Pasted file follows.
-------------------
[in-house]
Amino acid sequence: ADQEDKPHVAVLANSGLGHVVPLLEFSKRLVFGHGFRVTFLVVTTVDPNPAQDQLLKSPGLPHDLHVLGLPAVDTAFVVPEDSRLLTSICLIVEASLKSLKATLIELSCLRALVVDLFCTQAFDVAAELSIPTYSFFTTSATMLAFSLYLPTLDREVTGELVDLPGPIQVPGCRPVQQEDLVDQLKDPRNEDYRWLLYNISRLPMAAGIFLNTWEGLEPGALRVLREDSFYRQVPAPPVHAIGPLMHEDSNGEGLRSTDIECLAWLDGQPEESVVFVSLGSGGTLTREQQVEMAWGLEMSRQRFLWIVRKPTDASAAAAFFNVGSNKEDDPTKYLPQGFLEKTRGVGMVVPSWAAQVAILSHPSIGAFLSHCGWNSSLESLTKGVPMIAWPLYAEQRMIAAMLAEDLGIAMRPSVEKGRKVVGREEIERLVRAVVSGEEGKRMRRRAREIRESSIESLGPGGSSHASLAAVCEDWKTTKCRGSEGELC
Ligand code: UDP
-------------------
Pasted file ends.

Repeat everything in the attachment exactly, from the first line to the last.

[in-house]
Amino acid sequence: ADQEDKPHVAVLANSGLGHVVPLLEFSKRLVFGHGFRVTFLVVTTVDPNPAQDQLLKSPGLPHDLHVLGLPAVDTAFVVPEDSRLLTSICLIVEASLKSLKATLIELSCLRALVVDLFCTQAFDVAAELSIPTYSFFTTSATMLAFSLYLPTLDREVTGELVDLPGPIQVPGCRPVQQEDLVDQLKDPRNEDYRWLLYNISRLPMAAGIFLNTWEGLEPGALRVLREDSFYRQVPAPPVHAIGPLMHEDSNGEGLRSTDIECLAWLDGQPEESVVFVSLGSGGTLTREQQVEMAWGLEMSRQRFLWIVRKPTDASAAAAFFNVGSNKEDDPTKYLPQGFLEKTRGVGMVVPSWAAQVAILSHPSIGAFLSHCGWNSSLESLTKGVPMIAWPLYAEQRMIAAMLAEDLGIAMRPSVEKGRKVVGREEIERLVRAVVSGEEGKRMRRRAREIRESSIESLGPGGSSHASLAAVCEDWKTTKCRGSEGELC
Ligand code: UDP